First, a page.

A secretary's sexual harassment lawsuit against Madison County demands that documents be turned over within five days of a court order. Any and all documents that reflect why Monday's employment with the county came to an end;
Robin Beem, who alleges she was exposed to pornography in a federal lawsuit filed Sept. 18, 2007, filed a motion to compel April 3 asking the court to order the county to produce discovery documents.
Beem alleges former Madison County Administrator Jim Monday, who retired in March 2006 after 20 years on the job, would expose her to extreme, graphic, and debasing computer/Internet pornography on a daily or near daily basis.
Her attorney, Lee Barron of Alton, claims that prior to the suit being filed he served a request for production of documents upon the county on Nov. 30, 2006 and on Dec. 28, 2006, the county responded but failed to produce the documents.
Barron also claims in a letter dated Jan. 14, 2007, he made an effort to resolve the outstanding discovery disputes but the county has not complied with or provided the documents requested pursuant to Rule 34 of the Federal Rules of Civil Procedure.
According to court documents, Barron asked the county to produce Beem's personnel file, the county's sexual harassment policy and all documents that reflect that the county took prompt remedial measures upon receipt of any complaint of sexual harassment or pornography in the work place.
Barron also asked the county to produce:
Any and all documents that reflect that Monday allegedly viewed pornography while employed by the county;
Any and all documents that reflect that Beem reported an employee's use of pornography to one or more of the county's managers, supervisors, directors and administrators;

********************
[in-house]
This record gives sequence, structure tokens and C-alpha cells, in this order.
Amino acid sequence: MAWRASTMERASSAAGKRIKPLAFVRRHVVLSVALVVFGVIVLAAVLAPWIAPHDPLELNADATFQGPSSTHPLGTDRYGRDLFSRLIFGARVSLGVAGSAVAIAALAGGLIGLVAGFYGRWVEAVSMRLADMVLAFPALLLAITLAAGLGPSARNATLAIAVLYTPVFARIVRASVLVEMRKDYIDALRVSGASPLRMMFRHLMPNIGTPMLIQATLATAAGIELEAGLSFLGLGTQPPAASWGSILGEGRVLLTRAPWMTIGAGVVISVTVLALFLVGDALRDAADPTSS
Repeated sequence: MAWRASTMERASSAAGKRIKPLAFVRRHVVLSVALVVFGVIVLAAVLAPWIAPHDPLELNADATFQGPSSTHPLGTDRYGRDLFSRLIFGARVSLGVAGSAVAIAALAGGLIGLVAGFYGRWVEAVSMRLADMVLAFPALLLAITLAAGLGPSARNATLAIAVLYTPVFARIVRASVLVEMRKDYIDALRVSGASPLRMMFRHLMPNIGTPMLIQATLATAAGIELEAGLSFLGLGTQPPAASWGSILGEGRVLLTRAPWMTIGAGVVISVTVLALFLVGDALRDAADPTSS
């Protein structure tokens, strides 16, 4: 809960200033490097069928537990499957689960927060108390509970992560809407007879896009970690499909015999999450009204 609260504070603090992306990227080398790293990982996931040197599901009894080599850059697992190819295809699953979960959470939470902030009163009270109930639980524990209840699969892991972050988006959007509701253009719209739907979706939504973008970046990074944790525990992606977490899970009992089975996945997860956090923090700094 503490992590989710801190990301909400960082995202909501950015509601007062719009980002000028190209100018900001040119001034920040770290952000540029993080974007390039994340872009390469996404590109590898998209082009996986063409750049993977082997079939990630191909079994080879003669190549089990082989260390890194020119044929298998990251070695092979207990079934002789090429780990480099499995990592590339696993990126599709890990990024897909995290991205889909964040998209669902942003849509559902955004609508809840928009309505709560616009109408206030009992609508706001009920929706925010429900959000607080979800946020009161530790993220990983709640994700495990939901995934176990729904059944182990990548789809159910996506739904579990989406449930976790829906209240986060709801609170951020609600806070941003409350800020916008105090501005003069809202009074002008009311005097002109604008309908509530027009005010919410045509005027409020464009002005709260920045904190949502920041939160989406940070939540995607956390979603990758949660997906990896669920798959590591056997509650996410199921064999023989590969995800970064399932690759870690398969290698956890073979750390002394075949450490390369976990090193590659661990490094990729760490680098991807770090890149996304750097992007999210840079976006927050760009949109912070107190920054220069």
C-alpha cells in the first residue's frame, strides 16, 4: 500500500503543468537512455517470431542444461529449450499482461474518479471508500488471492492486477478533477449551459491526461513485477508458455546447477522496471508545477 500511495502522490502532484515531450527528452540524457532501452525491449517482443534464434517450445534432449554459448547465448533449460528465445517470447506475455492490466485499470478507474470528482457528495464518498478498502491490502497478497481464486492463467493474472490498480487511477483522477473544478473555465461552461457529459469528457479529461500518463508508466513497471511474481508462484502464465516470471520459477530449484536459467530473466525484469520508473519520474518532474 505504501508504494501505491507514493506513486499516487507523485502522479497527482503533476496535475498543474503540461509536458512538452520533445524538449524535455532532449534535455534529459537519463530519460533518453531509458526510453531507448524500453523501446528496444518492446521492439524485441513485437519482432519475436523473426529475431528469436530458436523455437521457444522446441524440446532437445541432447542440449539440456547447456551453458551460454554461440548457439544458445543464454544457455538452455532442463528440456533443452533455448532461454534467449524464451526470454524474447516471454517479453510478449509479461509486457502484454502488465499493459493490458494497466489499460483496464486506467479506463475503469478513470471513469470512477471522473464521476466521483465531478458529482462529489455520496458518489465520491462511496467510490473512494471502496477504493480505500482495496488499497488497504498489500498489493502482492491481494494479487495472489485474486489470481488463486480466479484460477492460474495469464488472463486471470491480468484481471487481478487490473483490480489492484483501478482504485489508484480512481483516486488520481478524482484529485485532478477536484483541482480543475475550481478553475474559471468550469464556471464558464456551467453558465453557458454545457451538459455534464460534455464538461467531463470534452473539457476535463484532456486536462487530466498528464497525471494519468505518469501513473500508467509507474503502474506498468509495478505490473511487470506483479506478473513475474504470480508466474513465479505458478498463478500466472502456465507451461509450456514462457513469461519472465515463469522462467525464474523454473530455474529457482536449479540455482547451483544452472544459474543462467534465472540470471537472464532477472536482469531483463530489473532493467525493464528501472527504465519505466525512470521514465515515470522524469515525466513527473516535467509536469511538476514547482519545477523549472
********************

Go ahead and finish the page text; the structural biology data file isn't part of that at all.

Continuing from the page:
Monday's complete personnel file;
Minutes of any and all executive session meetings in which any allegations of misconduct regarding Monday were discussed; and
A disk reflecting all pornographic images stored on the computer belonging to the county and most recently used by Monday prior to the termination of his employment.
The county is represented by Larry Bauer of St. Louis.
In a letter dated Jan. 14, 2007, Barron informed Bauer that Beem had wanted to "protect certain individuals from criticism and public scrutiny" from public litigation of the case.
According to Beem, while Monday's office door was opened, he had his computer screen positioned so that Beem could see it from her desk while she was seated.
Beem claims she experienced embarrassment, humiliation and severe emotional distress as a result of the sexual harassment and pervasive hostile work environment she was required to work in.
She is seeking a judgment for compensatory and punitive damages.
The county denies any wrongdoing and claims Beem may have failed to exhaust her administrative remedies with regard to some or all of the claims and that her claims may be barred by the applicable statute of limitations.
The county also claims Beem may have failed to mitigate her alleged damages, may have failed to take reasonable action to avoid damages, and may not be entitled to some or all of the relief that she demands because she may have exacerbated her damages by her conduct.
The county claims that it exercised reasonable care to prevent a hostile working environment and that Beem failed to act with like reasonable care to take advantage of safeguards to prevent harm that could have been avoided.
The county is seeking a judgment in its favor and wants an award of attorneys' fees and costs of the suit.
United States District Judge G. Patrick Murphy has yet to schedule a hearing on discovery.